[What is it?] [Where do I get it?] [Who's working on it?] [To Do...] [Related Work]

The ext3cow file system is a time-shifting file system implemented with copy-on-write (COW) and based on the very popular ext2/ext3 file system. Phew! Now what does all that mean? Basically, it's a functionally enhanced version of ext3 that allows one to take a snapshot of one's file system, with one second granularity, freezing the way the file system looked at given point-in-time. One may then travel back through time, if you will, and be presented with a read-only image of the file system. No special mounting, or '.' directories. Just type a name or directory followed by the special '@' character and a time. For example:

The second cat, reads the current version of the file, while the first cat, reads the file foo.txt as it appeared at Thu Jul 10 09:58:04 2003. The syntax for the time variable is the number of seconds passed since the Epoch (00:00:00 UTC, January 1, 1970). This may seem a little weird to use, but we believe any fancier date syntax should be parsed by a shell or shell macro and not by the file system. This is on our ToDo List.

Of course, this works for more than just text files; images, databases, and binaries, ext3cow does it all.

There are quite a few advantages to system like this, including data availability and reliability, a consistent image for backup, a checkpoint for restoring the state of a file system, a source for data mining, and a way to provide tamper resistant storage.

So, what are the trade-offs for such a system? For every version of a file that exists, an inode must exist to reference it. Therefore, there's a slight increase in metadata overhead of about 5%. Of course this percentage varies with snapshot frequency and the number of files modified between snapshots. If you never take a snapshot, then there's no increase in metadata. Further, no data is every thrown away, so there's higher data block usage. Results on the average increase in data block usage have yet to be reported, but because of the copy-on-write policy, only the blocks that have changed between snapshots are written to disk. In this way, versions of the same file may share data blocks between snapshots minimizing the data footprint.

Other features include being able to change into a directory in the past and read it's contents as it appeared at a point-in-time, making symbolic links to files in the past, and the ability to diff versions of file.


The latest version of ext3cow is 0.1.2.

To successfully install and run ext3cow, you'll need both of the following:

    • ext3cow patches for 2.4.21. [
      ] [
    • ext3cow tools. [
Ext3cow was orignally developed on the 2.4.19 kernel but it's recently been upgraded to the 2.4.21 kernel which grabs the ext3 fixes between 2.4.19 and 2.4.21 as well as fixing a few ext3cow specific bugs. The 2.4.21 patch is not compatible with kenels older than 2.4.21 . Use the 2.4.19-ext3cow-0.1.1 patch, located in the archive, for kernels older than 2.4.21.

Please report bugs to: .


Right now, ext3cow is the research of young Zachary Peterson and his advisor Dr. Randal Burns. Both are members of the Hopkins Storage Systems Lab (HSSL) at the Johns Hopkins University. The project is funded by the Department of Energy and the National Science Foundation.

If you'd like to join in the development, report bugs, suggest new and better features, provide feedback, ask about the design, or just see how Zach's doing, please send email to:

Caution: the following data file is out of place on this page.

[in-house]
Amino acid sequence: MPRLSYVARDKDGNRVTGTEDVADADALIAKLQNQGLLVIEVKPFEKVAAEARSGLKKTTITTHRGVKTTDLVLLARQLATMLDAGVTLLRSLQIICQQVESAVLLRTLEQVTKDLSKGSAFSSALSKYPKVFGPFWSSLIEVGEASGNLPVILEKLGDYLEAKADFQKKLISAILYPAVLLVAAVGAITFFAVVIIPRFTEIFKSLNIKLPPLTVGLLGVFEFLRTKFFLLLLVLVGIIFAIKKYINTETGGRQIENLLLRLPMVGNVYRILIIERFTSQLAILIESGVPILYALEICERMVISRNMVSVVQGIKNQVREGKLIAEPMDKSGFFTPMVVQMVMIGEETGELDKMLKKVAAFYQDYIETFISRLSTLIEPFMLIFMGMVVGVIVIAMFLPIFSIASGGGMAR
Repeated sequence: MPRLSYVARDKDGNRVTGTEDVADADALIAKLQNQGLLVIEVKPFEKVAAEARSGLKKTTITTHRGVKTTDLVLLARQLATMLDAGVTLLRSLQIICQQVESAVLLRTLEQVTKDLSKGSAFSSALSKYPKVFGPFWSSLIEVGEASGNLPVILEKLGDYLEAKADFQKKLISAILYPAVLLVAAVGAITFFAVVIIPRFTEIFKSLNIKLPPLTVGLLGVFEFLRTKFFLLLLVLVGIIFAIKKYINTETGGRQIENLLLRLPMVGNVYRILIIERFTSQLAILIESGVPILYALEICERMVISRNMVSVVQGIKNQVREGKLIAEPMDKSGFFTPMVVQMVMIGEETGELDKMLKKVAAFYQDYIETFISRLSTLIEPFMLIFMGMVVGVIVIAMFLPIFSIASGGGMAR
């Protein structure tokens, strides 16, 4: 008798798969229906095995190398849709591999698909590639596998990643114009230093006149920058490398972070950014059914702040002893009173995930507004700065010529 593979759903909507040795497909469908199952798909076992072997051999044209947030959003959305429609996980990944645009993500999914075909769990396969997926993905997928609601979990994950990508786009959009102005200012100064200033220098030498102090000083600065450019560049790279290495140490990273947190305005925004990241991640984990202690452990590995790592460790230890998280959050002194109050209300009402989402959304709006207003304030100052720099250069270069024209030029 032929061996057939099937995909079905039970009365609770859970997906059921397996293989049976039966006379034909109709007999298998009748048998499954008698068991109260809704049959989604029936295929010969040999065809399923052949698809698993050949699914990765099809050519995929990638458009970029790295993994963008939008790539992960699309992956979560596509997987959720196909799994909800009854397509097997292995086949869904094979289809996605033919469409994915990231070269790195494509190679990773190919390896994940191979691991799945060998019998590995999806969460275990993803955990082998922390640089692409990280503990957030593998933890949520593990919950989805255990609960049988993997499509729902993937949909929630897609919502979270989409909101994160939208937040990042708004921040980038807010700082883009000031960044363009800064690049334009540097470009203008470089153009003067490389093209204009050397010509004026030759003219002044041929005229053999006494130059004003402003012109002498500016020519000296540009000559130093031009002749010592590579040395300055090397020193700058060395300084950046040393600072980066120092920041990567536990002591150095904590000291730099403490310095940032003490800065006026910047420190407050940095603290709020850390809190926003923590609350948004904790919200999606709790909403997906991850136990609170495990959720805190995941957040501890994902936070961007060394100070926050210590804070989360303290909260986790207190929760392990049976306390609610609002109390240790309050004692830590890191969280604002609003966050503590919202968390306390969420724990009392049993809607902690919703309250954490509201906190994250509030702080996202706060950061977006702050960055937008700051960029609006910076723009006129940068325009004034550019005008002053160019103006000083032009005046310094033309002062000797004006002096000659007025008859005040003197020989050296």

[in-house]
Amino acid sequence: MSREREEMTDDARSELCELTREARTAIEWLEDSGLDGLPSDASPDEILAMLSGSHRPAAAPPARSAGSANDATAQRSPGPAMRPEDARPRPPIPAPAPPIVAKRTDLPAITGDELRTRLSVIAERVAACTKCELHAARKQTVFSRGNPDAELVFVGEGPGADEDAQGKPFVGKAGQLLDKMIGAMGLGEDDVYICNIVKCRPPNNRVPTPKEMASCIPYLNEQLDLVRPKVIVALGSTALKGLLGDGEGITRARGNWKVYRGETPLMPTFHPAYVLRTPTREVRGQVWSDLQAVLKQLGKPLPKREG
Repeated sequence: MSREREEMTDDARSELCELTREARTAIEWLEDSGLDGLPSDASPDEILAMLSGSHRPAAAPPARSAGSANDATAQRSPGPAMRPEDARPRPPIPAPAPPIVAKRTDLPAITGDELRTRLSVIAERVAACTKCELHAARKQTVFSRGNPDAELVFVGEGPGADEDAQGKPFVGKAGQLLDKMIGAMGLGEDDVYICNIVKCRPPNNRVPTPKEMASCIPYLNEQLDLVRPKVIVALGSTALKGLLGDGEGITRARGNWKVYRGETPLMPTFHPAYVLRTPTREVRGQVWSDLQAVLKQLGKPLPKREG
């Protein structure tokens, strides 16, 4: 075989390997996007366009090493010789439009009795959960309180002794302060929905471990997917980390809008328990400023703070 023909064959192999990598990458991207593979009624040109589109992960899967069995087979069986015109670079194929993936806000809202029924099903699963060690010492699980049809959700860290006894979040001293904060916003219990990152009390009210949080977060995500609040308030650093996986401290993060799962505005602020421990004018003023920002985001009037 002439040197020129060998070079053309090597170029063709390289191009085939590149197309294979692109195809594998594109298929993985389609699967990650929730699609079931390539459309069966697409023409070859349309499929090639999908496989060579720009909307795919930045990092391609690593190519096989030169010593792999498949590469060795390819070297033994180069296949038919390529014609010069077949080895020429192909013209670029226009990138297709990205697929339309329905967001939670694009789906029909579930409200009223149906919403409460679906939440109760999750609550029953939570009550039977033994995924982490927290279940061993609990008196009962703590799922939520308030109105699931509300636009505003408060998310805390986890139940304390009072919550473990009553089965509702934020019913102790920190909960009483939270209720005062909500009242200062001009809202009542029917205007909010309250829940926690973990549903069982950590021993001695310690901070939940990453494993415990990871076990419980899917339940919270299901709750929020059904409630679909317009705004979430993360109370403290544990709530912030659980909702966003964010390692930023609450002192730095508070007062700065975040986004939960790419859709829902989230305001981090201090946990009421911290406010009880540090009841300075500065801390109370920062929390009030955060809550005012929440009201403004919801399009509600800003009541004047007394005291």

NEW! Join the ext3cow mailing list! Go to http://hssl.cs.jhu.edu/mailman/listinfo/ext3cow-devel or email .


  • Z.N.J. Peterson and R.C. Burns Ext3cow: The Design, Implementation, and Analysis of Metadata for a Time-Shifting File System. Technical Report. HSSL-2003-03, Hopkins Storage Systems Lab, Department of Computer Science, Johns Hopkins University, 2003.


The following is a list of open issues in the file system, or perphipheral projects still needed to be done.
  • Update ext3cow for 2.5/2.6 kernel.
  • An ext3cow fsck.
  • A time-traveling c shell (ttcsh).
  • A snapshot reclamation tool.
  • A snapshot diffing tool. (Useful for intrusion detection.)
  • An ext3 to ext3cow conversion tool.
  • Support for memory mapped files.
  • CVS-like tagging and branching features. (Or is this part of ttcsh?)


    • The ext2/3 file system. [
    • Website] [
      ] [
      • Design and implementation of the second extended file system. Remy Card and Theodore Y. Ts'o and Stephen Tweedie. The 1994 Amsterdam Linux Conference, 1994.
      • HTML]
      • Planned Extensions to the Linux Ext2/Ext3 Filesystem. Theodore Y. Ts'o and Stephen Tweedie. The 2002 USENIX Annual Technical Conference, Monterey, CA, June 2003.
      • HTML] [

    • CVFS. [
    • Website]
      • Metadata Efficiency in a Comprehensive Versioning File System. Craig A. N. Soules, Garth R. Goodson, John D. Strunk, Gregory R. Ganger. 2nd USENIX Conference on File and Storage Technologies, San Francisco, CA, Mar 31 - Apr 2, 2003. Also available as CMU SCS Technical Report CMU-CS-02-145, May 2002.
      • Abstract] [PDF

    • The Elephant file system.
        • Deciding when to forget in the Elephant file system. Douglas S. Santry, Michael J. Feeley, Norman C. Hutchinson, Alistair C. Veitch, Ross W. Carton and Jacob Ofir. The 17th ACM Symposium on Operating Systems Principles (SOSP), December 1999.
        • PDF]

      • SnapFS. [
      • Website] [Website]

    • The Venti file system.
        • Venti: a new approach to archival storage. Sean Quinlan and Sean Dorward. First USENIX conference on File and Storage Technologies, Monterey, CA, January 2002.
        • HTML] [PDF]




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